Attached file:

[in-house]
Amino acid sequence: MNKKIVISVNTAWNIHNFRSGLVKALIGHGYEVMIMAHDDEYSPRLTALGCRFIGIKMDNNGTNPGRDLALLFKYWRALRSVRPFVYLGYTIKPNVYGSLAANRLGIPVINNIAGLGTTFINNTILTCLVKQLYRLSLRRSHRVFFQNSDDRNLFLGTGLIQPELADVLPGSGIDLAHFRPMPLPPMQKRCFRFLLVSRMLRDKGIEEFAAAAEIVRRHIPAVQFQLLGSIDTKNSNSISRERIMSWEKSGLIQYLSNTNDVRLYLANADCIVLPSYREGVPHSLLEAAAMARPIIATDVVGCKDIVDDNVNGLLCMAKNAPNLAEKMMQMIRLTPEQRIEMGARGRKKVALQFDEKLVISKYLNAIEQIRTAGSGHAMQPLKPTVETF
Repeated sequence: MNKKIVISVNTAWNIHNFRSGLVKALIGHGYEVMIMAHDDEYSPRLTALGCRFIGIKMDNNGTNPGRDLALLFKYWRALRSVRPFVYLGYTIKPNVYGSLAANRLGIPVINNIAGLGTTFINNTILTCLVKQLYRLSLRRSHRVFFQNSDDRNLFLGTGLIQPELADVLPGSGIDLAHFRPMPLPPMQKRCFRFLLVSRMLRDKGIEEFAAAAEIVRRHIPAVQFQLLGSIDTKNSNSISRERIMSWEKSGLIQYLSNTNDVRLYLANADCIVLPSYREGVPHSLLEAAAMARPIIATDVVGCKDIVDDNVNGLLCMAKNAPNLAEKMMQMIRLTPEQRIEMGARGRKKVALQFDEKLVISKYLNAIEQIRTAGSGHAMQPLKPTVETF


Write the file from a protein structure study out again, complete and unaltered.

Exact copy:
[in-house]
Amino acid sequence: MNKKIVISVNTAWNIHNFRSGLVKALIGHGYEVMIMAHDDEYSPRLTALGCRFIGIKMDNNGTNPGRDLALLFKYWRALRSVRPFVYLGYTIKPNVYGSLAANRLGIPVINNIAGLGTTFINNTILTCLVKQLYRLSLRRSHRVFFQNSDDRNLFLGTGLIQPELADVLPGSGIDLAHFRPMPLPPMQKRCFRFLLVSRMLRDKGIEEFAAAAEIVRRHIPAVQFQLLGSIDTKNSNSISRERIMSWEKSGLIQYLSNTNDVRLYLANADCIVLPSYREGVPHSLLEAAAMARPIIATDVVGCKDIVDDNVNGLLCMAKNAPNLAEKMMQMIRLTPEQRIEMGARGRKKVALQFDEKLVISKYLNAIEQIRTAGSGHAMQPLKPTVETF
Repeated sequence: MNKKIVISVNTAWNIHNFRSGLVKALIGHGYEVMIMAHDDEYSPRLTALGCRFIGIKMDNNGTNPGRDLALLFKYWRALRSVRPFVYLGYTIKPNVYGSLAANRLGIPVINNIAGLGTTFINNTILTCLVKQLYRLSLRRSHRVFFQNSDDRNLFLGTGLIQPELADVLPGSGIDLAHFRPMPLPPMQKRCFRFLLVSRMLRDKGIEEFAAAAEIVRRHIPAVQFQLLGSIDTKNSNSISRERIMSWEKSGLIQYLSNTNDVRLYLANADCIVLPSYREGVPHSLLEAAAMARPIIATDVVGCKDIVDDNVNGLLCMAKNAPNLAEKMMQMIRLTPEQRIEMGARGRKKVALQFDEKLVISKYLNAIEQIRTAGSGHAMQPLKPTVETF